Some notes from Leaders Eat Last

“…This is the reason they are willing to push hard and take the kinds of risks they do. And the way any organization can achieve this is with empathy.”

“…As he did with every company he acquired, he started by sitting down to hear what employees had to say.”

“…We don’t even bother measuring a company’s success in decades, instead we focus on successive quarters.”

“…there are shining examples of the positive results an organization will enjoy when the people inside are willing to treat each other not as adversaries, competitors or opposition but rather as trusted allies.”

“…we need the courage to take care of each other when our leaders don’t. And in doing so, we become the leaders we wish we had.”

“…The power the Spartan army did not come from the sharpness of their spears, however; it came from the strength of their shields. Losing one’s shield in battle was considered the single greatest crime a Spartan could commit. Spartans excuse without penalty the warrior who loses his helmet or breastplate in battle but punish the loss of all citizenship rights the man who discards his shield. And the reason was simple. A warrior carries helmet and breastplate for his protection, but his shield for the safety of the whole line.”

“…Levels of depression and anxiety among people who are unhappy at work were the same or greater than those who were unemployed.” (2011 study, University of Canberra)

“…Leaders have overall lower stress levels than those who work for them.” (2012 study, Harvard and Stanford)

“…Like the Spartans, we will have to learn that our strength will come not from the sharpness of our spears but from our willingness to offer others the protection of our shields.”

“…it feels good to put in a lot of effort to accomplish something. There is not biological incentive to do nothing.”

“…Vision of being the ‘biggest’ or ‘the best’ or any other words that so often show up in vision statements are, on biological level, pretty useless if we want to inspire people to work hard to achieve those visions. A good vision statement in contrast, explains, in specific terms, what the world would look like if everything we did was wildly successful.”

“…My favorite definition of love is giving someone the power to destroy us and trusting they won’t use it.”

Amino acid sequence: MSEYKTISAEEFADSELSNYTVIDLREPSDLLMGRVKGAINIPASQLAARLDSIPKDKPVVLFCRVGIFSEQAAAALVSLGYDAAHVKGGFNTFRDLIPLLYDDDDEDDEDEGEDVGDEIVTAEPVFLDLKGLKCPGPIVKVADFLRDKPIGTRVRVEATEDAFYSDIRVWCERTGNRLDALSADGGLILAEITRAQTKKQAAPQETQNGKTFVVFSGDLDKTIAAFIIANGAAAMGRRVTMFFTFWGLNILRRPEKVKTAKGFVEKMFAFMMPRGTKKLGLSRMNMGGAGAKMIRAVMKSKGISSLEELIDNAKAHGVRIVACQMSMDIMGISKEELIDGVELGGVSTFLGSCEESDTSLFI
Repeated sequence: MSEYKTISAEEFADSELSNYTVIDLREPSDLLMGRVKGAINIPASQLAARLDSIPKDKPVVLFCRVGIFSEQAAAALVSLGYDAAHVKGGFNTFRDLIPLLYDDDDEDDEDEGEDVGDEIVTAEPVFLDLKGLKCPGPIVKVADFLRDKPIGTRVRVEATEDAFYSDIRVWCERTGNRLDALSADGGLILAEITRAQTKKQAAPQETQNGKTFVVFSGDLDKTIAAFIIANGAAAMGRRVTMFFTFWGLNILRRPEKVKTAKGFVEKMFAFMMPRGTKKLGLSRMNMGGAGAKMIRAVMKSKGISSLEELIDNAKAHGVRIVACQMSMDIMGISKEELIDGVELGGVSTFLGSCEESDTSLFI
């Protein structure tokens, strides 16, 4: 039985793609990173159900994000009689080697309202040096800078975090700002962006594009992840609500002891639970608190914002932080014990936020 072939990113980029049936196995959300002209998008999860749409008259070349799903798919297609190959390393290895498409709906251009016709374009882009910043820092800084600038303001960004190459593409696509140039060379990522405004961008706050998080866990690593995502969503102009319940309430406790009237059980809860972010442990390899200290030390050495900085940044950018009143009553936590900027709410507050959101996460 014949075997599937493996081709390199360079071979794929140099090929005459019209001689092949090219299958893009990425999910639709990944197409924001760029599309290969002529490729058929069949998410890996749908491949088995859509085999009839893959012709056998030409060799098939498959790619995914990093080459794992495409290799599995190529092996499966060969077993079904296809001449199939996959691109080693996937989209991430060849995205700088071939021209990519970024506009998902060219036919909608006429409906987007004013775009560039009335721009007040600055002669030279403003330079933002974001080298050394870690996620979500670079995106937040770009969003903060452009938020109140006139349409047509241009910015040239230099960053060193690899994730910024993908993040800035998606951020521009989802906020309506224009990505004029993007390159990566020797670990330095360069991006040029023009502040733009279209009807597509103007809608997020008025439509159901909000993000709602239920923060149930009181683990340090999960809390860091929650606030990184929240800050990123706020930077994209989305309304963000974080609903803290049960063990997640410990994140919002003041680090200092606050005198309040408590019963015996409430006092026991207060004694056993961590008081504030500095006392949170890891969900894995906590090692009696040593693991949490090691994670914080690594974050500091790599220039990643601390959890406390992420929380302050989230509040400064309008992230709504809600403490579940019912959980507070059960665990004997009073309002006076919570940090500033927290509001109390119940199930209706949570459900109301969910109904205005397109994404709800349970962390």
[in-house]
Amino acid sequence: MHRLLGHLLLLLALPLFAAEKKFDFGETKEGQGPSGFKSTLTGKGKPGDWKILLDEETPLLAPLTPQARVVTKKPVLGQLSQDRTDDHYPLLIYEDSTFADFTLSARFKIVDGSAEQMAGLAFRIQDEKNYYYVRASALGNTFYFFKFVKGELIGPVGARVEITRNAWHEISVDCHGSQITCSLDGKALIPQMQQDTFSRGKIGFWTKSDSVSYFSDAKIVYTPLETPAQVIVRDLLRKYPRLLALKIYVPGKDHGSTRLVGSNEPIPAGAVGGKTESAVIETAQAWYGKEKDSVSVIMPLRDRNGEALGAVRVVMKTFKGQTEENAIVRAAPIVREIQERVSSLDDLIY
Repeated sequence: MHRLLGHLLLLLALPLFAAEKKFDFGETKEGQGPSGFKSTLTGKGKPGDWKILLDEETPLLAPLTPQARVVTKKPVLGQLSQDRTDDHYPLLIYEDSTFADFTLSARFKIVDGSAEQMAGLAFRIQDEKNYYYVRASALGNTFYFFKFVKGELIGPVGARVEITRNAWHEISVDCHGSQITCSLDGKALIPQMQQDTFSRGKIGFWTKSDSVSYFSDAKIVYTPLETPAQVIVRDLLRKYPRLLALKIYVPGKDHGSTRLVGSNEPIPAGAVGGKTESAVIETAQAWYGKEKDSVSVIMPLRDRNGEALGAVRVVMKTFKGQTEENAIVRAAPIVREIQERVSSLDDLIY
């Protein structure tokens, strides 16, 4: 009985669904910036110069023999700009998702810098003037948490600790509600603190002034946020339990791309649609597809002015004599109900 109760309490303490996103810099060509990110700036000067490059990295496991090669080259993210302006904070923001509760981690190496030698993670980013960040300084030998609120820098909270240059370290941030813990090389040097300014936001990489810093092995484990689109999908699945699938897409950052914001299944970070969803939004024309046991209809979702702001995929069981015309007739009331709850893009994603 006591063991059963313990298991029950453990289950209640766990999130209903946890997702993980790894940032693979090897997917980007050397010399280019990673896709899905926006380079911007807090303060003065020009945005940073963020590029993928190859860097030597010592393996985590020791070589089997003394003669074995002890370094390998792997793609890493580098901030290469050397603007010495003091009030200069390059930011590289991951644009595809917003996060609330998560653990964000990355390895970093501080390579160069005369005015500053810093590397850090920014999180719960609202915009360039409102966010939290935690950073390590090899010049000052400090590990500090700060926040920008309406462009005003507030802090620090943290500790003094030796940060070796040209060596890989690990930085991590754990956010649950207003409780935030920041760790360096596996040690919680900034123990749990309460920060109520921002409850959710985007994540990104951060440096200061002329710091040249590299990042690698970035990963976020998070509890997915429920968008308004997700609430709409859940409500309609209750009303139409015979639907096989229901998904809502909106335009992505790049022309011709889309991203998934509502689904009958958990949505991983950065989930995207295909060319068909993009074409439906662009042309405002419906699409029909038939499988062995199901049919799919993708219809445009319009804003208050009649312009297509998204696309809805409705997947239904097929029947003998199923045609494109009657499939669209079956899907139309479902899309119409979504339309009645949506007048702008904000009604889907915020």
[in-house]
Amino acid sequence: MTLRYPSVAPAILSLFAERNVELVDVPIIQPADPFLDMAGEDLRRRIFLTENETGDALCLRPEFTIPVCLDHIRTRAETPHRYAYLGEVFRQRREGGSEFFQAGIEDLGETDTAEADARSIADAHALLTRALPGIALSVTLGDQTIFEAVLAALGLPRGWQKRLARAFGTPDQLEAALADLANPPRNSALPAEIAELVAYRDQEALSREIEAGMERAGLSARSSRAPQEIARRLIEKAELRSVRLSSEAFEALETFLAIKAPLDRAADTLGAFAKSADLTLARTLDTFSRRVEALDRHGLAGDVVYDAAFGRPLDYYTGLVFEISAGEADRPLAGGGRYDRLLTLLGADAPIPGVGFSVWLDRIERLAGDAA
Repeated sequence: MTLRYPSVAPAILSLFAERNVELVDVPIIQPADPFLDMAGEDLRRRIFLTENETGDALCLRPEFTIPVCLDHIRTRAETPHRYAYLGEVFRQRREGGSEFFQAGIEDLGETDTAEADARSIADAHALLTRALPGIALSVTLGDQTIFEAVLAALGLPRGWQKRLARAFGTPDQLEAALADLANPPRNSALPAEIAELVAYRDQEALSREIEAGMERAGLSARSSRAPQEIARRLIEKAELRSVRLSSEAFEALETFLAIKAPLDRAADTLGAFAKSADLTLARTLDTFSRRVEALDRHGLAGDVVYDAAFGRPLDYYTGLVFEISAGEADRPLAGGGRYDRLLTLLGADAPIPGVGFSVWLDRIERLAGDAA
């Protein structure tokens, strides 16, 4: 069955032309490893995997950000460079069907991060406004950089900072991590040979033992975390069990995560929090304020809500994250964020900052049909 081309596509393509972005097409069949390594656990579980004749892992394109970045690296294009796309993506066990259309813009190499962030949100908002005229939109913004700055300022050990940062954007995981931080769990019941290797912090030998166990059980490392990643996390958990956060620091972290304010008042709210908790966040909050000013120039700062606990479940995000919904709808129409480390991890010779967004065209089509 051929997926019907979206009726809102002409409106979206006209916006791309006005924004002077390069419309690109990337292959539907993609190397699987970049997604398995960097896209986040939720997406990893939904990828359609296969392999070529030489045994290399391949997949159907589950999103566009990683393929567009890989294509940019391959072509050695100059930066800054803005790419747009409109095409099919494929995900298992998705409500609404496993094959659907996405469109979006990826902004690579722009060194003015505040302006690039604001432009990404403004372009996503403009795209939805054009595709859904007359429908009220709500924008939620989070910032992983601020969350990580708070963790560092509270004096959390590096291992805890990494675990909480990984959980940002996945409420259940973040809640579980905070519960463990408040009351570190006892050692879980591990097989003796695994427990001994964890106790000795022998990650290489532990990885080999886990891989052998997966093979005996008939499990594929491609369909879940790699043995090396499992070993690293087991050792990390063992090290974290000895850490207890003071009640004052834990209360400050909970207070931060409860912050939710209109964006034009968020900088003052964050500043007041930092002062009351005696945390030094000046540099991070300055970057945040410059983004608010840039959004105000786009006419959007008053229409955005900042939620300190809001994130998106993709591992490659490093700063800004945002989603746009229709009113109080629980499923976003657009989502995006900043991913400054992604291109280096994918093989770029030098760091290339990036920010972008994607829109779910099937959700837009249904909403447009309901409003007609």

“…Simply seeing or hearing about acts of human generosity actually inspires us to want to do the same.”

“…people who claim to be happy live 35 percent longer than less happy people.” (2011 study, Proceedings of the National Academy of Sciences)

“…they only knew that if one of the members of the group felt threatened, they should all feel threatened.” (Gazelle allegory)

“…though there is no threat of layoffs and the work stress is low, there is a constant low-grade anxiety.”

“…Even though we may think we’re comfortable, the effects of the environment still take their toll.”

“…Ultimately, you want them become better people.” (Child allegory)

“…It’s no wonder some of us try to fake our status. Unfortunately, it doesn’t work. Though a good fake may trick others into thinking we are more successful than we are, this is biology and we can’t fool ourselves.”
“…Status is biological, we have to earn it to feel it.” (2010 study, Harvard Business School)

“…Unless someone is willing to make personal sacrifices for the good of others to earn their place in the hierarchy, they aren’t really ‘alpha material’.”

“…The more abstract people become, the more capable we are of doing them harm.”

“…Just as the shipping industry lobbied against the change in regulations in the early twentieth century, arguing that having so many lifeboats sitting visibly on the decks would hurt business because people would think their vessels were unsafe, Apple and others contend that paying actual tax liability would hurt their ability to compete. (Incidentally, this is the same argument that car manufacturers used in the 1950s as seat belt requirements were being considered. They feared that the existence of a seat belt would lead people to think their cars were unsafe.)